Free-trade zones have recently become more popular with the name of Special Economic Zones (SEZ) in some countries. The change in terminology has been driven by the formation of the World Trade Organization which prohibits members from offering certain fiscal incentives to promote the exports of goods and services, thus the term Export Processing Zone (EPZ) is no longer used with new zones. India for example converted all of its EPZs to SEZs in 2000.
The basic objectives of SEZs is to attract domestic and foreign investment, enhance foreign exchange earnings, develop export-oriented industries and to generate employment opportunities. Corporations setting up in a SEZ may be given a number of regulatory and fiscal incentives such as the right to establish a business, the right to import parts and equipment without duty, the right to keep and use foreign exchange earnings and sometimes income or property tax breaks as an incentive. There may also be other incentives relating to the methods of customs control and filing requirements. The rationale is that the SEZ will attract investment and create employment. These SEZs are often used by multinational corporations to set up factories to produce goods (such as clothing, shoes, and electronics). In such cases flexible labor laws allows the production of goods at relatively lower costs.
LEGAL FRAMEWORK IN PAKISTAN
In Pakistan, the main law dealing with SEZs was enacted in 2012 as Special Economic Zones Act 2012 (the Act). The object of the law is “the creation, development and efficient operation of special economic zones through provision of a legal and regulatory frame work to encourage domestic and international investors for promotion and establishment of industrial infrastructure and for other matters connected or ancillary thereto”.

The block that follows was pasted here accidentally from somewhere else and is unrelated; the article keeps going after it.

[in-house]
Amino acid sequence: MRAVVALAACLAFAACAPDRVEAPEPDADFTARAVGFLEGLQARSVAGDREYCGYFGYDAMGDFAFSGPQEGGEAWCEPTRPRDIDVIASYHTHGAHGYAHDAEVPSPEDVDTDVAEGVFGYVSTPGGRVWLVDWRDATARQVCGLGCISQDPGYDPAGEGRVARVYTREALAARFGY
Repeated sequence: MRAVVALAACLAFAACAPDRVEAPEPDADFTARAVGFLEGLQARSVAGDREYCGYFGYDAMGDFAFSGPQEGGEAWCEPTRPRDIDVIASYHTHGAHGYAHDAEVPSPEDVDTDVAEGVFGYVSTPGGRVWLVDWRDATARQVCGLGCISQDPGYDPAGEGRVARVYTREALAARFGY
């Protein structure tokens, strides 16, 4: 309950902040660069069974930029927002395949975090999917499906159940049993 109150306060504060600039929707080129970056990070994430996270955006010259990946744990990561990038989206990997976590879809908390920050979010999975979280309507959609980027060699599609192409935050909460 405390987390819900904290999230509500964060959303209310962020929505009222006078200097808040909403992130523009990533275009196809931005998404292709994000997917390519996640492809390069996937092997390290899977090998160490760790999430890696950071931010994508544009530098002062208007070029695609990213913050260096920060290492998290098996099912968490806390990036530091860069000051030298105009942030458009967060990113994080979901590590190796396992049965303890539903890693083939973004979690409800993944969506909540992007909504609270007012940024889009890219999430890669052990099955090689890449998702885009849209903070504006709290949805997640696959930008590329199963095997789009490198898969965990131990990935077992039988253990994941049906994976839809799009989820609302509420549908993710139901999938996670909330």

Section 4 of the Act provides that “[t]he Federal Government and Provincial Governments may establish special economic zones by themselves or in collaboration with private parties under various modes of collaboration including public- private partnership or exclusively through the private parties as provided under this Act”.
SEZ is defined in clause (n) of section 3 as “a geographically defined and delimited area which has been approved and notified by the BOA” while BOA stands for “Board of Approval” [section 2 (c)] which is the highest authority under the Act for the purposes of establishment, operation and monitoring of a SEZ. Other authorities worth mentioning are described in clauses (d), (k), (l) and (m) of section 3 respectively as Board of Investment (BOI) (which is also a SEZ Authority for the capital area territory of Islamabad), Provincial Investment Promotional Authority (PIPA), (provincial) SEZ Authorities and SEZ Committee (for each SEZ). The “existing zones” [(section 3 (l)] which include economic zones established under Export Processing Zones Authority Ordinance 1980 and other economic zones may also apply under the Act seeking grant of status as SEZ (section 15).